Archives for category: Imperfect Reads

Wise words

So I just finished Muffy Mead Ferro’s Confessions of a Slacker Mom.

This may as well be the book I was supposed to write, the book I would’ve written had I gotten my act together. Then again, I’m not just a slacker at mommying.


  • The example of making-do, photographed here. It’s so true that we parents give so much to our kids, thinking more is “better” – more technology, more toys, more room, more praise (but not necessarily more time or attention). Are we slowly taking away their resourcefulness? Their ability to “make do”, to improvise rocks and sticks into flying saucers and magic wands?
  • Providing more also takes away their ability to share. I’ve always been advised to buy two of everything to minimise fighting, for my peace of mind, to promote fairness. What about teaching my kids the importance of sharing, taking turns? When we assign cutlery and plates, toys and books, rooms, computers, books and cars to each of our children, are we slowly and subconsciously not just enabling the culture of entitlement (“Rae has one, I deserve one too!”), but also the “Mine and mine only” attitude?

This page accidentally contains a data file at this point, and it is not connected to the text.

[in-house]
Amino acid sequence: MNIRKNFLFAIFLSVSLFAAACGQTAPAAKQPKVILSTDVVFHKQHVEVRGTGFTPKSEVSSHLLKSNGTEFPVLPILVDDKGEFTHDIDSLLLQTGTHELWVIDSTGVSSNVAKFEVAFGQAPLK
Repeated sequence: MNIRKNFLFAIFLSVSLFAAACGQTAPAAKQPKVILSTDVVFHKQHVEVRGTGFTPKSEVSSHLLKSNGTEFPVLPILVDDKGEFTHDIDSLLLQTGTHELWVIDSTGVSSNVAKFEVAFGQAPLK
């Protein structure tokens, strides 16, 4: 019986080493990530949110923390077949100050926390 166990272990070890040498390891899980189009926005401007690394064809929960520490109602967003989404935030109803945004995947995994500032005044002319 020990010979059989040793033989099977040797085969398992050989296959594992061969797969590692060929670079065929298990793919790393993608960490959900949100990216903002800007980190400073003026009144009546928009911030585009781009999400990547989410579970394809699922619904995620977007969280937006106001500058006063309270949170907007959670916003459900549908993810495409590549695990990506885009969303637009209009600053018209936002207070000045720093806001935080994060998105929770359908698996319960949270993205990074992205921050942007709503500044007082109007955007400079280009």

• Lastly, does real and sustainable self esteem really come from heaping praise upon glowing praise on our kids for the tiniest of accomplishments, or should we nurture a sense of self-driven pride and delayed gratification by remaining neutral (i.e. we don’t praise nor do we show are disappointment or criticise if the opposite occurs) unless we are really, truly impressed?

Someone needs to give Ms. Ferro an award, if she’s not already gotten one.

Would you take your partner back if he or she cheated on you?

Would you be able to go past the betrayal?

Is moving past the betrayal the only sign of maturity, of enlightenment, of true love?